The first landing of a peopled lander on the moon was tracked and televised via a radio telescope located in rural New South Wales, at the isolated town of Parkes. The televised pictures of Neil Armstrong's first step on the moon were captured at Parkes' ground station radio telescope dish and broadcast around the world. In The Dish, comedians Santo Cilauro, Tom Gleisner, Jane Kennedy and Rob Sitch return to that 1969 world of ballistics, optimism and popular wonder. The comedians gently satirize the simple country folk of Australia in 1969 who suddenly find their rustic way of life swept up into ideas of space travel and wireless digital computing. The tensions between local pride and American technical dominance fuel this story, and there are also touching, personal stories of young love, old love, and foolish fixations that twinkle on the heavenly rim of this Dish.
With The Castle and The Dish, the filmmakers remind us that joining in sophisticated ventures like providing the digital communications for a moon landing, or providing the "impossible" optimism of a humble family up against the Cold War alliance states, are both slow, gentle, painstaking, even dull trajectories. But look closer and these "dull" people are behaving bravely, quietly and against all odds. Millions of Australians have laughed with The Castle family or smiled with the scientists in The Dish. A gentle laugh of recognition helps us link with subcultures we might otherwise forget or ignore.
A very minor gag which runs through The Dish is a schoolboy who dresses up as a soldier and spends his days marching, hoping to attract the affections of the town mayor's daughter. Ironically, the daughter detests the boy's mindless militarism and she refuses to see him. The
daughter's anger is wider than this; she is against the American moon project disrupting her peaceful town because she is against what she calls the "American fascists" who are killing millions of civilians in Vietnam and South East Asia. The Dish is set in 1969 when the Australian government was allied with this genocide. This dark history of Australia seeps into movies in many ways. The Australian invasion of Vietnam is found at a frightening turning point in the popular horror movie, Wolf Creek, which hit audiences five years after The Dish.
The sleepy town of Parkes is the cultural norm in this argument, albeit sleepy Parkes has already adjusted to the cultural impact of an Australian radio telescope and a few astronomers in its fields. That young "men" are championed by the state to enlist in what historian Henry Reynolds (2016) calls Unnecessary Wars is also the cultural norm in Australia – as is the more mature sex at that age demanding that propaganda believers, who seek a mature relationship with a girl, should grow up and take responsibility for their own actions outside the husbandry of the state. Another cultural norm for Australia is the fragile yet tenuous advance of high quality science in Australia, such as Parkes' telescope dish – although more screen believers in Australia fill their heads with astrology and myth, than understand their lives as physical and ecological flows and people's interaction.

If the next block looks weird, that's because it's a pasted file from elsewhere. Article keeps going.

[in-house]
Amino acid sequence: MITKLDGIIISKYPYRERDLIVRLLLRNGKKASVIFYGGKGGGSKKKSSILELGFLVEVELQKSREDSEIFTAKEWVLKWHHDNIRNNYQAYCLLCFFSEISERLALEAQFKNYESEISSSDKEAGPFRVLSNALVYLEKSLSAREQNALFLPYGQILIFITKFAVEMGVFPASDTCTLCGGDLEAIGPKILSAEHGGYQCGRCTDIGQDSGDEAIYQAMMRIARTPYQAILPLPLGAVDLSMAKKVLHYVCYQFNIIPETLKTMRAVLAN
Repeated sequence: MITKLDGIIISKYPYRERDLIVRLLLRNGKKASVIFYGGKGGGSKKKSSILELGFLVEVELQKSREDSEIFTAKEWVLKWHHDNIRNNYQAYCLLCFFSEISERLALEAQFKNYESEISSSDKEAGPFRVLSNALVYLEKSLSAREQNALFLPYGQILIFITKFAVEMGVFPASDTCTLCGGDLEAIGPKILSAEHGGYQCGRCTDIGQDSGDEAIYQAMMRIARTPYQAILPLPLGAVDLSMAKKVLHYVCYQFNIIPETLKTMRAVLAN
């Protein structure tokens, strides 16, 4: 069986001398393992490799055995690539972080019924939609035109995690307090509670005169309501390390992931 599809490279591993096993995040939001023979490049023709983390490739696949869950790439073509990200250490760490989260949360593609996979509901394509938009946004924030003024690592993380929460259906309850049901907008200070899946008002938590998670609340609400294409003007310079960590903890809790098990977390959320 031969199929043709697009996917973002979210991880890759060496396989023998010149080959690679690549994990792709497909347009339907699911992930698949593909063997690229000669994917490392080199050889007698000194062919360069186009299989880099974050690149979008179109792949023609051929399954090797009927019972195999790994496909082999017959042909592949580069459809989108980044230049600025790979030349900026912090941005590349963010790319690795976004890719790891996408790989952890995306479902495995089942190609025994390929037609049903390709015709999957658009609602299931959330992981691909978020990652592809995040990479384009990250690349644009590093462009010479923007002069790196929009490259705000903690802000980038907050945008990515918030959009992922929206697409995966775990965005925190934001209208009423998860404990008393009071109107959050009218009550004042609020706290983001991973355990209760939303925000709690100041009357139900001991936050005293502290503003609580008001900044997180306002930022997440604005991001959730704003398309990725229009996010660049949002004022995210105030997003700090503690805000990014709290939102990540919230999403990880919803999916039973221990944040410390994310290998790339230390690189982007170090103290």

What turns Parkes' normal culture upside down is their orbit into the television footprint that beams from the moon in 1969. That trajectory is intercepted by Cold Imperial War aerospace investors who flood the airwaves. Lunacy literally strikes the media tuned in Parkes who are susceptible to political hysteria. If the reader will forgive a rocket science pun, the media-susceptible go ballistic. The more calm in the community resist what historian Charles Mackay (1852) has argued is The Madness of Crowds.
The Wog Boy (2000)
Besides radio astronomers, another marginalized group became a movie hit in 2000 – Australia's "wogs." "Wog" was a traditional Anglo-Australian word for a bad cold or a stomach complaint. Until recently, Anglo-Australians also used this word as a term of racial abuse directed against the massive influx of refugees and immigrants from Italy, Greece and Eastern Europe after the World War II's 1945 and the ongoing Cold Imperial War. These refugees and economic migrants have, in the last 60 years, cosmopolitanized the very "British village" Anglo-Australian lifestyle, along with the massive shift to American culture via the commercial media and Canberra's military alliance. "Wogs" are now a vibrant, integrated part of popular Australian society. Cosmopolitan Australia meets for coffee on the sidewalk, mostly unaware that something as simple as this – meeting in public for coffee – was feared and scorned as "soliciting for prostitution" by ignorant Anglo-Australians in the 1950s.
In the 1980s and 1990s, Greek Australian comedians Nick Gianopoulus, Chris Anistasiasis and their comedy team embraced the slur "wog" while it was still a term of abuse. They turned "wog" into a proud badge of Australia's hard-working ethnic communities, and they displayed this badge through very popular Melbourne theatre and television satires. Then Gianopoulus et al. extended their cultural critique to The Wog Boy movie.
The term "wog" has now entered Australian English as a term of pride, due to this satirical light romance movie. Its main character is a wog boy called Steve. Steve is unemployed but he spends his life helping his local multinational immigrant community. Steve also fixes his sports car, and hangs out at local ethnic cafes with his mates. At every opportunity, when young women cross his path, Steve disports himself in a display of non-British-Australian, laughable machismo flirting. Being a comedy, this macho display invariably ends in embarrassment for the boy. His imported sexual puffery goes down like a lead balloon with the many British-Australian women in Melbourne who are nauseated by his advances. Despite this subcultural habit, Steve for the most part is a cheery, helpful soul who does much voluntary work for a wide spectrum of recent migrants in Australia.